The Darkworld Years: Drum Loops

In the early '80s I played bass and lived with a band called The Dark. We had a 4-bedroom apartment in Watertown, Massachusetts with a kitchen big enough to use as a rehearsal space. I would play Clark's drum set, record it on tape (reel-to-reel), and then find one and two bar chunks where the time was not so irregular. Then I'd splice these parts out with a razor blade and splicing block, and tape (adhesive) them into loops. We had a couple of cassette decks and a little 4 channel mixer: I'd record bass with the drum loop and then do cassette-to-cassette overdubs of guitar, keyboards, etc.


Every so often I record something and it comes out like mutant surf rock. It's like when you burp and it tastes nothing at all like anything you've eaten in the last five years. Just like that.


Oh, hey: it's bongo madness. Looped bongo drum overdubs, plus double-speed bass.


Loops weren't just for drums. Even J. Random Czechoslovakian, taped off a shortwave receiver, could be loop fodder.


I got a lot of mileage out of this drum loop.


Something is running through the Paia's ring modulator, I just don't remember what. Possibly a varispeed tape of trumpet. Same with the resonant echoes. Forget how I did that.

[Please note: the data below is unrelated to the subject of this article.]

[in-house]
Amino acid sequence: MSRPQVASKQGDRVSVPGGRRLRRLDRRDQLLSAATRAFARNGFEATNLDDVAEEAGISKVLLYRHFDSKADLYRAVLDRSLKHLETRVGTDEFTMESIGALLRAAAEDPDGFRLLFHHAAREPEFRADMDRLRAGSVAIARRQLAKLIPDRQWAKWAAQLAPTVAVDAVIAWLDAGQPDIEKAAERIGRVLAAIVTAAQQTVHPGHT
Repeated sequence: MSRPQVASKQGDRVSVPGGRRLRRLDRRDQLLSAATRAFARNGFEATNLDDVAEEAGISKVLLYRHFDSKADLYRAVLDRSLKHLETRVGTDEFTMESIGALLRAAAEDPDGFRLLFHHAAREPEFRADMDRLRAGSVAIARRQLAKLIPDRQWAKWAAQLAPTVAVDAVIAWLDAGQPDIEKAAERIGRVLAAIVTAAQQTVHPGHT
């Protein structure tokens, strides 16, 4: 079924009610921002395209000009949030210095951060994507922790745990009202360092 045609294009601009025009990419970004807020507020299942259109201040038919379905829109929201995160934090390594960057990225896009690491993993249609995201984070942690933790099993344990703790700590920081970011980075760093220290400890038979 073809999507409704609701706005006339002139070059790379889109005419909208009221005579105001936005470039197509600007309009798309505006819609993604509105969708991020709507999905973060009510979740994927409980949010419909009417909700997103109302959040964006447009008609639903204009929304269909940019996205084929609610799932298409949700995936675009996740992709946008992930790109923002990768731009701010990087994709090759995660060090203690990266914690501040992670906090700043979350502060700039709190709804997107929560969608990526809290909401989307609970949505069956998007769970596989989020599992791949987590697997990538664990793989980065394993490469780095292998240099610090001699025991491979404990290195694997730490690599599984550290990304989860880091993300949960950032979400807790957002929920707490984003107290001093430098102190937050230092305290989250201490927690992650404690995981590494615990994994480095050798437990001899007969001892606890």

A basic track: drum loop and bass, played direct to a cassette.


81L with a guitar overdub, bounced between stereo cassette decks.


Drum loop, bass, and keys.


More mutant surf, with new guitars over 81L.


Most of my recordings sounded like this, a miasma of echo and tape noise, with a drum loop.


Sometimes, though, miasma is just the thing.


Echoed drum loop, bass, synth Frippertronics, and a treated tape. This is peak 1980 Karlo.


I had a third cassette deck, a Radio Shack walkman with varispeed, that I'd use to inject linear tape elements through effects. This was made from vinyl albums, hand rotated, and snippets of TV and shortwave radio.


The Darkworld Years: Let's try this instead...

Bob, the Dark's keyboard player, used my Farfisa organ live. In the kitchen, however, he had a Yamaha CP-30 electronic piano, a MultiMoog, and an electronic metronome that sounded pretty cool through a Mutron Bi-Phase. I forget how we synchronized the metronome with the MultiMoog's LFO but somehow we did it. Most of what I recorded ended up as backing tracks for the Dark's "Personalized Tapes" schtick.